Leaders of the Berkeley Small Schools movement looked to middle school parents and teachers to help strengthen their base of support during a meeting at Longfellow Middle School Thursday where they geared up for a possible political battle with the Board of Education.
Movement leaders, who are calling for the division of Berkeley High School into a series of small, relatively autonomous schools with different themes, will present the board with findings from their research.
The activists said they hope to present a sample policy detailing a broad vision of their plan on Dec. 19.
Movement leaders said they will seek an official vote on that policy early next year and hope to implement their Small Schools plan in 2003.
But the board stands 4-1 against a rapid, wholesale reorganization of BHS, according to Board President Terry Doran, who supports the Small Schools policy, and Vice President Shirley Issel, who opposes it.
In a Nov. 14 workshop, over Doran’s objections, the board endorsed an alternative draft policy, which would maintain the current comprehensive high school, strengthen the handful of schools-within-a-school already in place at BHS and create a set of criteria for gradually bringing more schools-within-a-school on-line, Issel said.
These new Small Schools would be different from the proposed mini-schools, Issel said, because they would not be autonomous, and they would not replace the larger high school. Instead, they would function within the framework of the existing, comprehensive BHS.
Issel said a gradual, schools-within-a-school approach is necessary because BHS is struggling with attendance, discipline, professional development and other issues, and is simply not prepared for a complete makeover.
“I think you need to have a higher level of functionality to implement a plan like this,” Issel said. “If you can’t take attendance and don’t have a discipline policy, you don’t have the administrative capacity to implement this.”
“I’m not prepared to wipe out the whole high school and start all over,” added Board member John Selawsky. He said he could envision the gradual emergence of a high school composed entirely of schools-within-a-school, but only if that’s what the parents and students of Berkeley truly want. Selawsky said that, at present, there are many people who do not want to abandon the comprehensive high school.
Issel suggested that Small Schools leaders should work with the School Board on its alternative, gradual, schools-within-a-school approach, rather than put their own policy up for a vote.
“I don’t know whether they’re actually going to put their policy on the board’s agenda,” she said. “But it will almost certainly be voted down.”
Friday afternoon, Doran said Small Schools would like to work out a compromise policy that everyone finds agreeable, and avoid an up or down vote on the group’s plan. But in the end, he said, he would not accept a compromise that shut down the possibility of establishing autonomous small schools at BHS.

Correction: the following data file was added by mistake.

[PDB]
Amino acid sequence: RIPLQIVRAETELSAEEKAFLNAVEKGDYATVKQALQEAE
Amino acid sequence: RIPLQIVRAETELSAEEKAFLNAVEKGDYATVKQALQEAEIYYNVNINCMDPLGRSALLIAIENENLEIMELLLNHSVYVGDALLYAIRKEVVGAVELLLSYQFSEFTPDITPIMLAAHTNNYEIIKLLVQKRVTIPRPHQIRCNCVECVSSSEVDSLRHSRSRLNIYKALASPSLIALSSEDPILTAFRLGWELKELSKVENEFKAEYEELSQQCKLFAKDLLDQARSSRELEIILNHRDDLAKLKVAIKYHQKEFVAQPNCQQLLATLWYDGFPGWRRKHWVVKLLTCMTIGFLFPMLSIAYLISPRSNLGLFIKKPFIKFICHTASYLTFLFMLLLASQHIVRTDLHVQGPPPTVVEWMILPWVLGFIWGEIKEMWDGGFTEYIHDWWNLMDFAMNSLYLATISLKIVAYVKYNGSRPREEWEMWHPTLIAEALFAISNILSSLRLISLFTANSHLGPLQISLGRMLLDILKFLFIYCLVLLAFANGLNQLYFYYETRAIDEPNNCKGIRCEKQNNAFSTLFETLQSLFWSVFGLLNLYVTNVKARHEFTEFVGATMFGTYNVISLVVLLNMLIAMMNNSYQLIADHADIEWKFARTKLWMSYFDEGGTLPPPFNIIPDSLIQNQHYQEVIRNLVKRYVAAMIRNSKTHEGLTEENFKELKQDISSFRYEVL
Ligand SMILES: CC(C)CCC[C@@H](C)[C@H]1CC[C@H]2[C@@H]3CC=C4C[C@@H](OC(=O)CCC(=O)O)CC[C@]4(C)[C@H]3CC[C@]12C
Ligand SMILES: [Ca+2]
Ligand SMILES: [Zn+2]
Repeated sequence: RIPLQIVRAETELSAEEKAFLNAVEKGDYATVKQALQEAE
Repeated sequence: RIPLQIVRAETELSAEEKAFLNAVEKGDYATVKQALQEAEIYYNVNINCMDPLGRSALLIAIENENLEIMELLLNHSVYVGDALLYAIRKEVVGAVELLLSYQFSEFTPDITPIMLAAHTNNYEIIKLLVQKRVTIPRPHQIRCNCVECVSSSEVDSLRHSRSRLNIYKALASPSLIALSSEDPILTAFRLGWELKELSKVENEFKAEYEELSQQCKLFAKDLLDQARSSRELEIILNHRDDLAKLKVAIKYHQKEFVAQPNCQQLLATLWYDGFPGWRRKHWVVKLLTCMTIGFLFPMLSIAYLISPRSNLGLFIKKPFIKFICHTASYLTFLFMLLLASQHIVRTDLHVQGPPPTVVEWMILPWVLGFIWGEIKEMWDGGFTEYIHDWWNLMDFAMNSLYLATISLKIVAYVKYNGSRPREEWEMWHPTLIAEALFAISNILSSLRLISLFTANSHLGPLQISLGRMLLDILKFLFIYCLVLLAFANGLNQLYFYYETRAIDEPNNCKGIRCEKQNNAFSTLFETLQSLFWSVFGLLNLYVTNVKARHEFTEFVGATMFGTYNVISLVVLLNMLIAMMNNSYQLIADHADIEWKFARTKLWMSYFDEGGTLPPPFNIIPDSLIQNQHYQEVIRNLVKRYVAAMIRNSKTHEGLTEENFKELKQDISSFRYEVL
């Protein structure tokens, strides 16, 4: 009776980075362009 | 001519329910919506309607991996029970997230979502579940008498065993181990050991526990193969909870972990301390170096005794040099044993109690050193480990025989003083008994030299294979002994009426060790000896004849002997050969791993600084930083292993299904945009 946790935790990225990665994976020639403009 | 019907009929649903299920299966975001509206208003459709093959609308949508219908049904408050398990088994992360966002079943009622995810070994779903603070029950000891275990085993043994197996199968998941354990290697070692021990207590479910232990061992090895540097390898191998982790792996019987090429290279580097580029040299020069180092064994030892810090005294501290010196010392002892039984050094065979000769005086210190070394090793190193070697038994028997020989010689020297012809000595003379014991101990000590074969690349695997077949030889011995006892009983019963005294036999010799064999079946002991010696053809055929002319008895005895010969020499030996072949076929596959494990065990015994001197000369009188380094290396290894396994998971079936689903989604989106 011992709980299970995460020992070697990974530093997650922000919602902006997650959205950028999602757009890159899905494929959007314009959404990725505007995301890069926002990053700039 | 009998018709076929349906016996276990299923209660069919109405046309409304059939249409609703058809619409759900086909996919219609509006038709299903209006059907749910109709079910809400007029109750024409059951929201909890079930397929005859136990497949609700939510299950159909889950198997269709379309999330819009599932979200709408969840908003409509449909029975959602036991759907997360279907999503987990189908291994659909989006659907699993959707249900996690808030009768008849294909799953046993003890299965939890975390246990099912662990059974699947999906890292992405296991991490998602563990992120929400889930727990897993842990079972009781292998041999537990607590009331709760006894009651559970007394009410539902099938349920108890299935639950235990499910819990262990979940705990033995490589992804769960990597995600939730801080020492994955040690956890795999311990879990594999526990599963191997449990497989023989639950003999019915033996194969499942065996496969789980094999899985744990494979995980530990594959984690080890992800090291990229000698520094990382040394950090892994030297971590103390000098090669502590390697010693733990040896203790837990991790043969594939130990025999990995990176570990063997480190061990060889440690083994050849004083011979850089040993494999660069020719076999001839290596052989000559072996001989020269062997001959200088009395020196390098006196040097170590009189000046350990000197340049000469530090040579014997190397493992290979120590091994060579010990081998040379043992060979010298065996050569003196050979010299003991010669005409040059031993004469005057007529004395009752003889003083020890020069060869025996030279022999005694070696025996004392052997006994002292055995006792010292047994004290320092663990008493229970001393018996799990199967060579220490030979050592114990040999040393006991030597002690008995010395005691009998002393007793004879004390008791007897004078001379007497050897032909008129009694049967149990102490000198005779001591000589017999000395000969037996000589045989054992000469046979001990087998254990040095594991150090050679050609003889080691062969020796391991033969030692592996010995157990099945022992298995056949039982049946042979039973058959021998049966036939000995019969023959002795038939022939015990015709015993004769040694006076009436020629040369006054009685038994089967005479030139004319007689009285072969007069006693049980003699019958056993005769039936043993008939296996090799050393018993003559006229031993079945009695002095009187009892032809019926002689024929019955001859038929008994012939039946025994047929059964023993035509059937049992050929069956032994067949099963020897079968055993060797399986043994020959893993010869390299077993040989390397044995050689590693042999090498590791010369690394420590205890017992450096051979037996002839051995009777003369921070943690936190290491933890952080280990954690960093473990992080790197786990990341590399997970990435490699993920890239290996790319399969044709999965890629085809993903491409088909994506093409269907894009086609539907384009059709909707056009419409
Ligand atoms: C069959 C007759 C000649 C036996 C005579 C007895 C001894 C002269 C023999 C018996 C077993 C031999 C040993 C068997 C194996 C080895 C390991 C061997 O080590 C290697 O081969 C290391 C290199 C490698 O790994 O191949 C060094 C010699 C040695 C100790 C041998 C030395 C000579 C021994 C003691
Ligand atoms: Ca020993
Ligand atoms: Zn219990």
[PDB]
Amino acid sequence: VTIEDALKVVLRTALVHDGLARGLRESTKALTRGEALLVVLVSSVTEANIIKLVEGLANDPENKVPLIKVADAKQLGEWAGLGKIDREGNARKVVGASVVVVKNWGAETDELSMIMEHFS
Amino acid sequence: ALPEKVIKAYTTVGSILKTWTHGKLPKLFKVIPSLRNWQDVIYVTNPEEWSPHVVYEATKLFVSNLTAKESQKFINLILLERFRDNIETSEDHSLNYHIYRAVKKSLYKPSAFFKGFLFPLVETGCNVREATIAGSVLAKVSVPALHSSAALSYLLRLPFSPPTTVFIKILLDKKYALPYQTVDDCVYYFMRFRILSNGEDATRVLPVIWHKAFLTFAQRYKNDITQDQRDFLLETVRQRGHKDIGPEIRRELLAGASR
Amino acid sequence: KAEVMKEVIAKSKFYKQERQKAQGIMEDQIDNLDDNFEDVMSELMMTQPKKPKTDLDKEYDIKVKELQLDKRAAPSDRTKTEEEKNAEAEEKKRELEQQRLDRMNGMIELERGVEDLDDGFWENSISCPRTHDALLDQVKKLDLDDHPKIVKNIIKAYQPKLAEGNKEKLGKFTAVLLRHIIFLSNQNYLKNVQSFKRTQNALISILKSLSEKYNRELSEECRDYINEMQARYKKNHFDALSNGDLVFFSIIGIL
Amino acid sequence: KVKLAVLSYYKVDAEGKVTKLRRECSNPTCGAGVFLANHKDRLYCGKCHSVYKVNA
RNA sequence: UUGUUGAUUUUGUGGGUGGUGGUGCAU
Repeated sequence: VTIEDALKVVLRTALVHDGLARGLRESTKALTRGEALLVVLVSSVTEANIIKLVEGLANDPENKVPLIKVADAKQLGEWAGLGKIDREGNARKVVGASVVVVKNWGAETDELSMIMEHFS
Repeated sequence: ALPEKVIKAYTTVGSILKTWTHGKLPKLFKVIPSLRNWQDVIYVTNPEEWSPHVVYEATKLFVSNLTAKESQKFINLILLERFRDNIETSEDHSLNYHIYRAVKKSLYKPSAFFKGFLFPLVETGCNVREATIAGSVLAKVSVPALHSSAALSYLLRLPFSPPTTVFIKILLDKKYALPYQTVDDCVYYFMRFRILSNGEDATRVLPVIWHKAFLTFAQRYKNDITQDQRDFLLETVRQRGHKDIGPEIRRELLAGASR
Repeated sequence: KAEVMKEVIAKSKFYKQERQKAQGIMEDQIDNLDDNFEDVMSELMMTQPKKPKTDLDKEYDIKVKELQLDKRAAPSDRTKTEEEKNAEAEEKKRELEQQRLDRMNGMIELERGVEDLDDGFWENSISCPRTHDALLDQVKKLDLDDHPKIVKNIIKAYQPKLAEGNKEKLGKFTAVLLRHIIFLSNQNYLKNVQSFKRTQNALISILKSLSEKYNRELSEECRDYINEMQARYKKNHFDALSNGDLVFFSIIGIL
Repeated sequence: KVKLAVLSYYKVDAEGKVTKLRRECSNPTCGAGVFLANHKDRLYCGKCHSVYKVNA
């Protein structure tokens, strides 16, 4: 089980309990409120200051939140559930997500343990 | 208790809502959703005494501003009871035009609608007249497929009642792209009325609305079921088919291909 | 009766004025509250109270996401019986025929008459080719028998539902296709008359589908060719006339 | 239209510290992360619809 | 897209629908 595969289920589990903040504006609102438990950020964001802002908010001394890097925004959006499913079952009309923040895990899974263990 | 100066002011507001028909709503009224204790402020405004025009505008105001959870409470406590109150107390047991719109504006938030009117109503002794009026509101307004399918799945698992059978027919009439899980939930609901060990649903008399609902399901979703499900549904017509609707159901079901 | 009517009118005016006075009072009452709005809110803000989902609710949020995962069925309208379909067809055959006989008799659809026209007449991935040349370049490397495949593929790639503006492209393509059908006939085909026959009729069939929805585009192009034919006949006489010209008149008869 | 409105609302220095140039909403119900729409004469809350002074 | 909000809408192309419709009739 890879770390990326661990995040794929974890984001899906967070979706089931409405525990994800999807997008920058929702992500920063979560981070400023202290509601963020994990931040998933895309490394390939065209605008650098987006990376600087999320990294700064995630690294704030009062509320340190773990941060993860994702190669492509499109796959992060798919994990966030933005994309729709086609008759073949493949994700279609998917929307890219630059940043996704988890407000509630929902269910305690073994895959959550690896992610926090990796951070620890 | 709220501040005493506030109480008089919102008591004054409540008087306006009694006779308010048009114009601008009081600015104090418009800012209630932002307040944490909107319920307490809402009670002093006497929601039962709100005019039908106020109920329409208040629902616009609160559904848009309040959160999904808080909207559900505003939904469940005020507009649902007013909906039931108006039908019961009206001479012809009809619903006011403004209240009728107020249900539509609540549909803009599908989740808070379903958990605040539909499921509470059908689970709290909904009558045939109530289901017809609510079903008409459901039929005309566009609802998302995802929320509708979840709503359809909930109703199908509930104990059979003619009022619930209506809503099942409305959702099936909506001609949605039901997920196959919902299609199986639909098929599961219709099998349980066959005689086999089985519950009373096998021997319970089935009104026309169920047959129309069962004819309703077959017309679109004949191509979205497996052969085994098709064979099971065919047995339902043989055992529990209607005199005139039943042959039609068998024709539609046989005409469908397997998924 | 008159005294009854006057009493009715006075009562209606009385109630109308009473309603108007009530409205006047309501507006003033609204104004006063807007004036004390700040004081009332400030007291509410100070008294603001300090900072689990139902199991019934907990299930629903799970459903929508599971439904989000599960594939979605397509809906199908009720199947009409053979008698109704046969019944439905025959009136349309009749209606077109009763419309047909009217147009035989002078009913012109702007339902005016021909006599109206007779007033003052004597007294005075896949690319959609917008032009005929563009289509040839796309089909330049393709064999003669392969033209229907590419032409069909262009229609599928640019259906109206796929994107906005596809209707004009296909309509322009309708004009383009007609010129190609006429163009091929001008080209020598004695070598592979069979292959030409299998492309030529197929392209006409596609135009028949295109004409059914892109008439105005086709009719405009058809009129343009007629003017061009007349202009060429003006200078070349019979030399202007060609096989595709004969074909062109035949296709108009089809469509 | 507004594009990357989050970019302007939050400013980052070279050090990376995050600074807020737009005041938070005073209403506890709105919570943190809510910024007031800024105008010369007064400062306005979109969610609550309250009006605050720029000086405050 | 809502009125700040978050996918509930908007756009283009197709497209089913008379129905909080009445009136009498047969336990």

Any compromise, Doran said, must include criteria for the establishment of small schools, giving proponents an opportunity to actually set up small schools at BHS if they can meet the criteria.
No matter what the political odds, Small Schools leaders, on Thursday, were optimistic about the power of their idea and its chances for success.
“We can grab these kids and get them passionate about something,” said Rick Ayers, a teacher at Berkeley High School’s Communications Arts and Science, one of the schools-within-a-school already in place. “You know that point when they stay up all night to finish a paper? We can get to that point at the high school.”
Ayers added that Small Schools is the most powerful education movement he has encountered during his time in Berkeley.
“This is the most thorough reform movement I’ve seen,” he said, citing broad support from parents, teachers, students, the mayor, the head of the teachers’ union and the School Board president.
“But we still have a real hard row to hoe,” Ayers acknowledged, referring to the hesitancy of the superintendent and the majority of the School Board.
Middle school parents and teachers in attendance Thursday night reacted to the small schools presentation with a mix of optimism, skepticism and simple curiosity.
George Rose, a teacher at Willard Middle School said the idea was interesting and appeared to have community support, but he wondered about its political viability.
Joanne Groce, mother of an eighth-grader at Longfellow put it plainly. “I think it’s a good idea if it works,” she said.
Today, Small Schools will attempt to turn out 1,000 people to surround the high school in a human chain in support of its movement. The event will also include music, poetry, dance and speakers. Attendees will meet at noon in the Civic Center Park adjacent to the high school, or in the Community Theatre building in the event of rain.